Characterization of fresh and aged natural ingredients used in historical ointments by molecular spectroscopic techniques: IR, Raman and fluorescence
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Natural organic materials used to prepare pharmaceutical mixtures including ointments and balsams have been characterized by a combined non-destructive spectroscopic analytical approach. Three classes of materials which include vegetable oils (olive, almond and palm tree), gums (Arabic and Tragacanth) and beeswax are considered in this study according to their widespread use reported in ancient recipes. Micro-FTIR, micro-Raman and fluorescence spectroscopies have been applied to fresh and mildly thermally aged samples. Vibrational characterization of these organic compounds is reported together with tabulated frequencies, highlighting all spectral features and changes in spectra which occur following artificial aging. Synchronous fluorescence spectroscopy has been shown to be particularly useful for the assessment of changes in oils after aging; spectral difference between Tragacanth and Arabic gum could be due to variations in origin and processing of raw materials. Analysis of these materials using non-destructive spectroscopic techniques provided important analytical information which could be used to guide further study.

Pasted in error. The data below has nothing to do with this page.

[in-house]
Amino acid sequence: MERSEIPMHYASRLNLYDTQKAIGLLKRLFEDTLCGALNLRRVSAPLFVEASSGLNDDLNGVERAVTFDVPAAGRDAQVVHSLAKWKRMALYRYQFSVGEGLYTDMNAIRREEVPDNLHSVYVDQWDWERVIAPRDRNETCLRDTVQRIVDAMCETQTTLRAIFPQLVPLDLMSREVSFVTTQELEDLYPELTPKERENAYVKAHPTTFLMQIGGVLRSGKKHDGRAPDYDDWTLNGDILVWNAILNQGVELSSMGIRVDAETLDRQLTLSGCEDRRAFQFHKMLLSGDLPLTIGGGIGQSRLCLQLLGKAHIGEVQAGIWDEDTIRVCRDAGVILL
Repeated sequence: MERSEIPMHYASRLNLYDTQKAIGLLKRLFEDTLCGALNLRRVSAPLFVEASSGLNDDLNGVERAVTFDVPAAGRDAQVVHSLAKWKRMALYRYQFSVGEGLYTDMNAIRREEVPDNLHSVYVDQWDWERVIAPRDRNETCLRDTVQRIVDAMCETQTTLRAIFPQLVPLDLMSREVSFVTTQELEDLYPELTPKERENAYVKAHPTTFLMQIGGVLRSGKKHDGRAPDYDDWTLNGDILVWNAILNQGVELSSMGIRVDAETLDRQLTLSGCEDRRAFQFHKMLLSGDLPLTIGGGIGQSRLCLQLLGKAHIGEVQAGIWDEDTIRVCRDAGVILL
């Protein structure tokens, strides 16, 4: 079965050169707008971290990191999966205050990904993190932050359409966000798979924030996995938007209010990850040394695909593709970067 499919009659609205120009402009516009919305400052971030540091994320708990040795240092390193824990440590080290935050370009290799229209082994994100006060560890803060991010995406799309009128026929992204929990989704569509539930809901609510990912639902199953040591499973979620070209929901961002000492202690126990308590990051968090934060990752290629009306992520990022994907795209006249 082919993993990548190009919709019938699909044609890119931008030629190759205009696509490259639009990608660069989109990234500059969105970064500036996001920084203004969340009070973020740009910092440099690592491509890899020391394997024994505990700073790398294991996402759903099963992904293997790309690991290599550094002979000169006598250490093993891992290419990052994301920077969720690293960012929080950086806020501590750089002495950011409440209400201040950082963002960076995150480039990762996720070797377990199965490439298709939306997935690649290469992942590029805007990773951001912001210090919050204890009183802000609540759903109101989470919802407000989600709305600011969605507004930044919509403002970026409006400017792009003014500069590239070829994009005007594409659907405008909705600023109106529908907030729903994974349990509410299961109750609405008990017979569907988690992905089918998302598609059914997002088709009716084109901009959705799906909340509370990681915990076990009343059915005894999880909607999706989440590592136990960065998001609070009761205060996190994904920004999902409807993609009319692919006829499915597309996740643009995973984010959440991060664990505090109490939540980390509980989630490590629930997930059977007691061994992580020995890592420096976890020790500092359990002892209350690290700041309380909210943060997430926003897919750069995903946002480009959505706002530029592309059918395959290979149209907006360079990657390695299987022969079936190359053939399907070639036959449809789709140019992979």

KeywordsOils Gums Beeswax FTIR Raman Fluorescence Non-destructive analysis
The authors thank the Italian MIUR for financial support of the project PRIN2007 “Colors and balms in antiquity: from the chemical study to the knowledge of technologies in cosmetics, painting and medicine” (Prot. 2007AKK9LX).
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